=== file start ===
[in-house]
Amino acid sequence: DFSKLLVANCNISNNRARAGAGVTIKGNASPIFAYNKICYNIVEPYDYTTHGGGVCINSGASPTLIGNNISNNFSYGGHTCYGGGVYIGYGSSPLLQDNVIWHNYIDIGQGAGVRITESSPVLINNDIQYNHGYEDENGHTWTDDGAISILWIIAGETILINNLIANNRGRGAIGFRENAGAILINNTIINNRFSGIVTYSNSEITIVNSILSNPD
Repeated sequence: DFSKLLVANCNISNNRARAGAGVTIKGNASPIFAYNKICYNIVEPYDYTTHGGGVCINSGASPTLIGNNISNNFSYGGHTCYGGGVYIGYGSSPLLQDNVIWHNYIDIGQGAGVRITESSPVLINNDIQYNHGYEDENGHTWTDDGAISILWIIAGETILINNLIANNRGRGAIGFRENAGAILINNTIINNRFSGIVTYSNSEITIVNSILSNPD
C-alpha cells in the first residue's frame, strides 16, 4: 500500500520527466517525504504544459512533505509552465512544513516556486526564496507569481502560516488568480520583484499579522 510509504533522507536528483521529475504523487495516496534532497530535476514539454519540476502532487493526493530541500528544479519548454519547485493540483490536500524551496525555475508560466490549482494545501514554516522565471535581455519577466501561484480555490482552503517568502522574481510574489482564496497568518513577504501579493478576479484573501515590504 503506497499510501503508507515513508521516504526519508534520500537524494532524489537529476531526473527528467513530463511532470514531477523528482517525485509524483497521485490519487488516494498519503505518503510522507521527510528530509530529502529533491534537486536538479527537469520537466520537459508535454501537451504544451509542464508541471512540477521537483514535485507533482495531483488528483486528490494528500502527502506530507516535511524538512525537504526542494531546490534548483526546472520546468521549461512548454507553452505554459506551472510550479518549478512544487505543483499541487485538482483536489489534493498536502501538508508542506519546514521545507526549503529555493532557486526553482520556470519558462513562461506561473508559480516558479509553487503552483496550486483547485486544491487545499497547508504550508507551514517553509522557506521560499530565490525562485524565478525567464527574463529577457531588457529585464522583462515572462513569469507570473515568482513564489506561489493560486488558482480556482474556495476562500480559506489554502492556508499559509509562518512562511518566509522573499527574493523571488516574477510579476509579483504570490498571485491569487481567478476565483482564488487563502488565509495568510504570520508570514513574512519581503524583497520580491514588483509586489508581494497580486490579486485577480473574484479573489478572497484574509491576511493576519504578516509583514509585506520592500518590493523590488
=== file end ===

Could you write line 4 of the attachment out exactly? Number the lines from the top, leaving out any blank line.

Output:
C-alpha cells in the first residue's frame, strides 16, 4: 500500500520527466517525504504544459512533505509552465512544513516556486526564496507569481502560516488568480520583484499579522 510509504533522507536528483521529475504523487495516496534532497530535476514539454519540476502532487493526493530541500528544479519548454519547485493540483490536500524551496525555475508560466490549482494545501514554516522565471535581455519577466501561484480555490482552503517568502522574481510574489482564496497568518513577504501579493478576479484573501515590504 503506497499510501503508507515513508521516504526519508534520500537524494532524489537529476531526473527528467513530463511532470514531477523528482517525485509524483497521485490519487488516494498519503505518503510522507521527510528530509530529502529533491534537486536538479527537469520537466520537459508535454501537451504544451509542464508541471512540477521537483514535485507533482495531483488528483486528490494528500502527502506530507516535511524538512525537504526542494531546490534548483526546472520546468521549461512548454507553452505554459506551472510550479518549478512544487505543483499541487485538482483536489489534493498536502501538508508542506519546514521545507526549503529555493532557486526553482520556470519558462513562461506561473508559480516558479509553487503552483496550486483547485486544491487545499497547508504550508507551514517553509522557506521560499530565490525562485524565478525567464527574463529577457531588457529585464522583462515572462513569469507570473515568482513564489506561489493560486488558482480556482474556495476562500480559506489554502492556508499559509509562518512562511518566509522573499527574493523571488516574477510579476509579483504570490498571485491569487481567478476565483482564488487563502488565509495568510504570520508570514513574512519581503524583497520580491514588483509586489508581494497580486490579486485577480473574484479573489478572497484574509491576511493576519504578516509583514509585506520592500518590493523590488